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Topic: Exursions

  1. #1
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    Default Exursions

    Well 6 months today we would have been in LA 24 hours before boarding our cruise ship for a departure time of 18.00-18.30 and on Sunday we can book our 'free' excursions if those in the higher cabins haven't filled all the places as we have heard that people just book and see how they feel on the day or if the weather is agreeable.
    The consensus of opinion is, as they are 'free' it doesn't matter.
    This is only a small proportion, but to my mind, if someone signs up and doesn't show [especially if the excursion is wait listed] they should be made to pay the cost of the excursion.

    I know, I'm making waves before I even get to book, experience the cruise line and their product

    Anyway, I digress. Just wondered if anybody is interested in knowing what we have booked, wait listed or paid an upgrade to do?

  2. #2
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    Yes please, just being nosy.

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    Yes! I don't even know who you're with or where you're going.











    Midlife: when the Universe grabs your shoulders and tells you ďIím not messing around, use the gifts you were given.Ē

  4. #4
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    For Susan, we are sailing on Regent Seven Seas Navigator from LA to Tahiti, which is the first leg of it's 2019 round the world cruise.

    Well booking the excursions didn't quite go to plan, as we should have been able to do this at 00.01 this morning, stealing a march on the Americans, but behind the Australians.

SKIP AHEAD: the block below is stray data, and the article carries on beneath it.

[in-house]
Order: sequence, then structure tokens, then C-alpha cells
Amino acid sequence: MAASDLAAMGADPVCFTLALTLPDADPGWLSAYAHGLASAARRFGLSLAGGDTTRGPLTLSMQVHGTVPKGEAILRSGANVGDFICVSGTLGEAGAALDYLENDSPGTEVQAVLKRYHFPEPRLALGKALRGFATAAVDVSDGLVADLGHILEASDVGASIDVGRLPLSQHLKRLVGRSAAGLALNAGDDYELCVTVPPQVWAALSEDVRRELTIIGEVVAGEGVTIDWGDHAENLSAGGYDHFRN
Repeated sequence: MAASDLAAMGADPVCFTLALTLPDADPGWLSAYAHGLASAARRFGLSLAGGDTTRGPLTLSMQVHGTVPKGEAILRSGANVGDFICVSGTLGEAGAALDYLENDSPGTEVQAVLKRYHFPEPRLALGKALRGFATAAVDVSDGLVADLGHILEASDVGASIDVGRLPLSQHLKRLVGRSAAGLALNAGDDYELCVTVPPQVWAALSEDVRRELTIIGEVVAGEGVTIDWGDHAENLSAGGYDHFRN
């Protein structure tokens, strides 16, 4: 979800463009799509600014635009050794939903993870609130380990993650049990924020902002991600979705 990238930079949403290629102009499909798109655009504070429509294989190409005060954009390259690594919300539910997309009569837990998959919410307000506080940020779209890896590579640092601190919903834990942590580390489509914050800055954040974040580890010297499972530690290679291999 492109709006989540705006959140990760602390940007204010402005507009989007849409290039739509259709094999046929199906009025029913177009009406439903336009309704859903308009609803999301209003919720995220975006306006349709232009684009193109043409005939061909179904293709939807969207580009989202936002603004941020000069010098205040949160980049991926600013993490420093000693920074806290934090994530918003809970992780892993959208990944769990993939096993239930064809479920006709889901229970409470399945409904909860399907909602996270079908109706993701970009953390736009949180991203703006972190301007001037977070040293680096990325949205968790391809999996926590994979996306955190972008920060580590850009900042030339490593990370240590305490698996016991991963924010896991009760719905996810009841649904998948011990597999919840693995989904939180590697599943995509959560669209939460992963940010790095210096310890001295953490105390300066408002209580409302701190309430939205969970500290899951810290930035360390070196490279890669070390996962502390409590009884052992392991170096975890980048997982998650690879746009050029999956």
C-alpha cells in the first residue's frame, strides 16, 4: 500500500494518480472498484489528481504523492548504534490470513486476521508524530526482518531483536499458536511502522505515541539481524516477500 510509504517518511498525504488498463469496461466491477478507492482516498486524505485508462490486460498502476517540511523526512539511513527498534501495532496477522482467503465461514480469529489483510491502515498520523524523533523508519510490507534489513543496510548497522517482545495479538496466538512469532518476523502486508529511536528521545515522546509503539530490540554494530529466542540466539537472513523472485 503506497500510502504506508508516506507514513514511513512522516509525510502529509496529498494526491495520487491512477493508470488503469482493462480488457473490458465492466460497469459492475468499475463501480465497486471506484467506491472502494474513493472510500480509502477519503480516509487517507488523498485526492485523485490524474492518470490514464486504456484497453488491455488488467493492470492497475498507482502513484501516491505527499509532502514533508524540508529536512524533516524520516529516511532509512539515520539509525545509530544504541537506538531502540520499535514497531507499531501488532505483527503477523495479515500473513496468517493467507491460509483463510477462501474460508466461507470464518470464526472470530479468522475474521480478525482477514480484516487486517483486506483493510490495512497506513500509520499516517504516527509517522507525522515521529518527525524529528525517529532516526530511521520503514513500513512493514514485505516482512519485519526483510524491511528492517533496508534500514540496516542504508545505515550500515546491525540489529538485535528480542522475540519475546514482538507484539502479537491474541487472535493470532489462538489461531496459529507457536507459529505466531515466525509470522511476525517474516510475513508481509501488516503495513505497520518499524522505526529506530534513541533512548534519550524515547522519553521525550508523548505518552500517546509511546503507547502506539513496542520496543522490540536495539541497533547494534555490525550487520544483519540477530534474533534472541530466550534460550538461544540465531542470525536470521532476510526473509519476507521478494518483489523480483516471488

If we were in a more expensive suite or was high up in their tier system we could have booked at 240 days out, but hey ho.
    I was finger poised to log in, but once the button was pushed, I had no booked cruises!
    Re input our details and got the message 'No matching cruises found for this reservation number or name!

    This I thought would be rectified by logging out and back in as I thought I had been over zealous and logged in too early.
    An hour and half later, I still had no booked cruise, and I went to bed very grumpy knowing that Regent in the UK is shut on Sundays, so resigned to sorting it out on Monday.

    Thought I'd just try again this morning and voila all was good and I could do our tours, but we are now last to the pass.

    Nawiliwili Kauai, we have opted to do a an long free tour called Discover Kauai.

    Depart from the pier and enjoy a leisurely drive north to a marina on the Wailua River, one of the few navigable waterways in Hawaii. Starting high atop Mount Waialeale in the center of Kauai, the river tranquilly weaves through 20 miles of thick jungle.
    While cruising, you will stop at the geological wonder Fern Grotto, a lava-rock cave covered with tropical flora. Being a natural amphitheater, the grotto provides a wondrous setting and fine acoustics for the musicians who will serenade you with traditional Hawaiian tunes.

    Continuing on, you will head toward Kilauea National Wildlife Refuge to see its towering lighthouse and bird sanctuary. The refuge’s ocean cliffs and grassy slopes provide a fine habitat for some of the largest populations of nesting seabirds in Hawaii. Be on the look out for red-footed boobies, Laysan albatross, and wedge-tailed shearwaters.